I decided to bring Anna Akhmatova's Selected Poems with me to France. I wanted to like them more than I actually did. The translator, Walter Arndt, took care to render the poems in matching meter and rhyme. The resulting poems in English feel rather dainty and dated, not the qualities that are usually associated with Akhmatova. I thought of Edna St. Vincent Millay while reading the translations. More unusual, more original, in translation, are her long poems. Requiem, translated by Robin Kemball, is very moving in its depiction of her grief at her son's imprisonment by the Soviet authorities. "A Poem without a Hero" is powerfully phastasmagoric. Of the lyrics, I like best "The river dawdles, valley waters gathering" for its vivid detail, "The cathedral doors are flung wide open" for the specificity of its locale, and the wonderful "Lot's Wife," who "laid down her life for a single glance back."

I also read David Kinloch's In My Father's House, after reading his Finger of a Frenchman. I like both books very much; they share a colorful learnedness and lively curiosity about the world and other people. I prefer, however, In My Father's House, mainly because the more personal themes are more, as my students put it, relatable.

Sunday, September 01, 2013

Decatur Book Festival 2013

Front: Wayne Koestenbaum, Megan Volpert, Theresa Davis
Back: Jee Leong Koh, Pablo Miguel Martinez

I was at the Decatur Book Festival this weekend to launch the anthology This Assignment Is So Gay: LGBTIQ Teachers on the Art of Teaching. The launch at Decatur High School, introduced by Georgia State Representative Karla Drenner, and moderated by the school's English Head of Department Cara Cassell, was well-attended. I read with Pablo Miguel Martinez, Theresa Davis and anthology editor Megan Volpert. Ed Madden could not make it to due to a neck problem, but Wayne Koestenbaum kindly stood in, and read two of Ed's poems. The Q&A session after the reading was filled with questions from the audience. How would you motivate homeless LGBTIQ youth to study? What has given you hope recently in your teaching? I was pleased that someone bought a copy of my Seven Studies after just hearing me read one of my poems.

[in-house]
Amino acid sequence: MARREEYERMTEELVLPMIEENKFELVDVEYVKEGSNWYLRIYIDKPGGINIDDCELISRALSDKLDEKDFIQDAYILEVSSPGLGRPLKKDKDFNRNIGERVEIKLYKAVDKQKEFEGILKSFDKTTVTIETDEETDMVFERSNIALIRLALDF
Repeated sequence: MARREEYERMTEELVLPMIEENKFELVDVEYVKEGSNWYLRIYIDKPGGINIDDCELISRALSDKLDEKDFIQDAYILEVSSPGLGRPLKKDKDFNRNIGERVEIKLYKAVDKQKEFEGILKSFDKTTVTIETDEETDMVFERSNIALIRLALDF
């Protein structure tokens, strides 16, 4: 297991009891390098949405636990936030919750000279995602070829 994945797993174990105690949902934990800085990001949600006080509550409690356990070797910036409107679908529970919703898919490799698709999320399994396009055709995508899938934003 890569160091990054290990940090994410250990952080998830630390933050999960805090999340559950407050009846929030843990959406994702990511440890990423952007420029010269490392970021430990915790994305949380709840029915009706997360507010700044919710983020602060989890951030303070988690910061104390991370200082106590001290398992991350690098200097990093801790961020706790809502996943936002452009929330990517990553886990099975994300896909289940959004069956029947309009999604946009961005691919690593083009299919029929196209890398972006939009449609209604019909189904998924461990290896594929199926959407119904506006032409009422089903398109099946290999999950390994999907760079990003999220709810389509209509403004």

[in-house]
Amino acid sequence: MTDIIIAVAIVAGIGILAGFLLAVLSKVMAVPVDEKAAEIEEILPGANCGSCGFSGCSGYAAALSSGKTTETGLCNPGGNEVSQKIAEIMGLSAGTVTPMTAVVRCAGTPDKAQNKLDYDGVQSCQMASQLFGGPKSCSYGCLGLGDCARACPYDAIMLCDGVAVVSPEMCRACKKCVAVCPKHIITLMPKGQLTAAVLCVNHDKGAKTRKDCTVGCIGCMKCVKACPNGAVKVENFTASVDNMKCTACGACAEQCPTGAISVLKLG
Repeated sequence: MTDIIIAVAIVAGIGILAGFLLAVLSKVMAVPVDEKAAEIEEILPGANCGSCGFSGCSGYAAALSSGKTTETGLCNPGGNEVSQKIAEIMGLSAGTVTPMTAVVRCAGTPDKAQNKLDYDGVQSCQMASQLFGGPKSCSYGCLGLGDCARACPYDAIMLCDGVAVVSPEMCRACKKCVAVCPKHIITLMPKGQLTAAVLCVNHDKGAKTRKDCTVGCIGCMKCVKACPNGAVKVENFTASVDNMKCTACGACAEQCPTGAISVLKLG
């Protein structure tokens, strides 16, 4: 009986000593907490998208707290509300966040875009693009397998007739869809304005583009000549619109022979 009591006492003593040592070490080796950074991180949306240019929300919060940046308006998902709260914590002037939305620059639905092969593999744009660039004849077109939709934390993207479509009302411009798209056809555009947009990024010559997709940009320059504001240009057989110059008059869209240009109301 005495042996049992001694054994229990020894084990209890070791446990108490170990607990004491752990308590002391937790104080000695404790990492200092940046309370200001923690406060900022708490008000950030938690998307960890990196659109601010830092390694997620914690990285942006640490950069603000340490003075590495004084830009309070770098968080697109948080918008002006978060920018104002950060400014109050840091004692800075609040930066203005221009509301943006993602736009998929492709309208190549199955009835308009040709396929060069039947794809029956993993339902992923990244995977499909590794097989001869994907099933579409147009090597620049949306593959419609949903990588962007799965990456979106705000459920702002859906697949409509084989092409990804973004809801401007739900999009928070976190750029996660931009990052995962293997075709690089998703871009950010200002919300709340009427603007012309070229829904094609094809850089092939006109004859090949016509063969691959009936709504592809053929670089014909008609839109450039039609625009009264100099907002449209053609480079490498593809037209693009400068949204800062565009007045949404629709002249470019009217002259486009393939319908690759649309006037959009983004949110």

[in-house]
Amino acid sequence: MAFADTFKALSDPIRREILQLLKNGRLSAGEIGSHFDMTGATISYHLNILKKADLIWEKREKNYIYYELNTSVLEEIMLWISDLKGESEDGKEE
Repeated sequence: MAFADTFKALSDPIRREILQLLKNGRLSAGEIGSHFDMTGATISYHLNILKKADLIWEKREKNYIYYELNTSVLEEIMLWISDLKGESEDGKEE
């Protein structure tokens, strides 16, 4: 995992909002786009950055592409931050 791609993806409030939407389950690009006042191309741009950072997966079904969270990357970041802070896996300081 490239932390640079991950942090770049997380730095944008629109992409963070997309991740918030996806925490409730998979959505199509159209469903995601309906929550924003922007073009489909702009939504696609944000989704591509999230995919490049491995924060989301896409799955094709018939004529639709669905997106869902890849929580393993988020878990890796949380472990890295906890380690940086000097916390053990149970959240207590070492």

Karla Drenner and Megan Volpert

The Decatur Book Festival is billed as the largest independent book fair in the country. It was certainly very well run. The air-conditioned hospitality suite for authors was a very welcomed respite from the heat. I attended an informative session on self-publishing by the CEO of BookLogix. I also heard Richard Blanco, Obama's 2nd inaugural poet, read in the Decatur Presbyterian Church. I was somewhat discomfited by the arc of his reading, which went from a search for home to finding it in his patriotic inaugural poem "One Today." The audience (congregation?) stood to applaud him at the end of the reading; I remained seated as I did not think that the quality of the poetry deserved my standing.

Laura McCullough and Tom Lux provided more substantial poetic fare at the City Hall stage. Her poems wrestled with violence, particularly gun violence, seen through the lens of bringing up her son. His poems, many of them, described his childhood love for killing things. Since they read in a kind of round-robin fashion, they seemed to be answering one another in the different stances that their poems took towards this knotty problem.

I bought from a clever seller three books for $10. Ryū Murakami's Almost Transparent Blue, Graham Swift's The Light of Day, and Irène Némirovsky's Suite Française. On hindsight, I paid for them from the proceeds of the sale of one copy of my book. It was a good festival.